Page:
Powerful little boy with a monkey tail, kung fu fights and schoolboy humor: the Japanese manga series Dragon Ball by Akira Toriyama has won millions of fans and helped to popularize Japanese manga and cartoons abroad. After the death of its author at the age of 68, announced on Friday, here are four things to know about this series which touched generations of fans.

Also read: “Dragon Ball” creator Akira Toriyama dies at 68

The Dragon Ball manga recounting the adventures of Son Goku and his friends, initially published between 1984 and 1995 in the weekly Shonen Jump, has sold more than 260 million copies worldwide, according to the specialist site Mangazenkan. “In terms of popularity abroad, Dragon Ball has been by far the best, even among all Japanese content known to be popular on a global scale,” said journalist Tadashi Sudo, interviewed by AFP. Loosely inspired by the 16th century Chinese novel The Journey to the West, the series combines martial arts, effective storytelling and schoolboy humor.

“Dragon Ball is universally popular around the world, regardless of nationality, from North America to Europe and from South America to China and Southeast Asia,” notes Tadashi Sudo . Part of its appeal, he says, is that the action could take place anywhere. “It’s not like the show is obviously set in a particular region of the planet, like Japan or the United States. On the one hand, it seems familiar and we can identify with it, but on the other, it also gives this feeling of strangeness,” he adds.

Adapted into cartoons, animated films or with actors, video games, collectible cards and numerous derivative products, the work has extended into other variations, such as the animated series Dragon Ball Z launched in 1989 and which caused the popularity of the series to explode, or the manga Dragon Ball Super published from 2015. However, not all of these iterations were crowned with success: the American film Dragonball Evolution, a live action adaptation released in 2009, flopped at the box office and attracted derogatory reviews, prompting the author of the screenplay to apologize years later. As for the numerous video game adaptations (more than 70 since the 1980s), they have often been botched by publishers eager to exploit the (very expensive) license. Only a few fighting titles survive like Dragon Ball Z: Budokai Tenkaichi or the more recent Dragon Ball Fighter Z.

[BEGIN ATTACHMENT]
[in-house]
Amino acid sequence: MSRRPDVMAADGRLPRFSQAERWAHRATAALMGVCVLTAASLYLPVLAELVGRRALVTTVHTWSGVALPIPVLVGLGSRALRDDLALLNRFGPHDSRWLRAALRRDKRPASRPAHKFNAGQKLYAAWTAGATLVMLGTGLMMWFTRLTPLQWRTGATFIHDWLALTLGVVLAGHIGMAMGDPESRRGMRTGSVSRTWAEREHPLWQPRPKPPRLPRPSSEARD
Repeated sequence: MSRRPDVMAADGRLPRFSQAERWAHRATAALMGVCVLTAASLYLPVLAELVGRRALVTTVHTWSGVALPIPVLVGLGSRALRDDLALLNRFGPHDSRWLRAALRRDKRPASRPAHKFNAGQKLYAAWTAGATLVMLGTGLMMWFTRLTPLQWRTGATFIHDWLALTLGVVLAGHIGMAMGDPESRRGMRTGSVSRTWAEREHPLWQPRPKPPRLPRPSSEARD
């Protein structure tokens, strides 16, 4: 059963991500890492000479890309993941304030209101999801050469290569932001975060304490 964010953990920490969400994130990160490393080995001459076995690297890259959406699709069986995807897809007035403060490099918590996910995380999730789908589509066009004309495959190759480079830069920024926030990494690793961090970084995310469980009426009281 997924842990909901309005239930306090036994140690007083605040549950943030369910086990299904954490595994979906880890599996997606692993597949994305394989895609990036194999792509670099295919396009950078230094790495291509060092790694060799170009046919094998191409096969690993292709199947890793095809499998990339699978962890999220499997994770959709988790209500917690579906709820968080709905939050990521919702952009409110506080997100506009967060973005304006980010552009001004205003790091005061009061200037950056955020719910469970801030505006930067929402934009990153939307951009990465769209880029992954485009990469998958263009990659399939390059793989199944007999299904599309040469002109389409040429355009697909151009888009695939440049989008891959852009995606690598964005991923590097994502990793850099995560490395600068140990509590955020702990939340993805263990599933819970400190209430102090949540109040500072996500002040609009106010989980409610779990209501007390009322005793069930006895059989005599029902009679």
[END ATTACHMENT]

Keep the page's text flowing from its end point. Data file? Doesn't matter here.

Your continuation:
Dragon Ball contributed to the popularity of manga and Japanese animation abroad and particularly in France, where the cartoon adaptation – partially censored – was broadcast on television from 1988. However, it caused a certain number of controversies in the 1980s-1990s, criticized like other Japanese works for its violence, nudity or the penchant of certain characters for women’s panties, and even being accused of inciting pedophilia.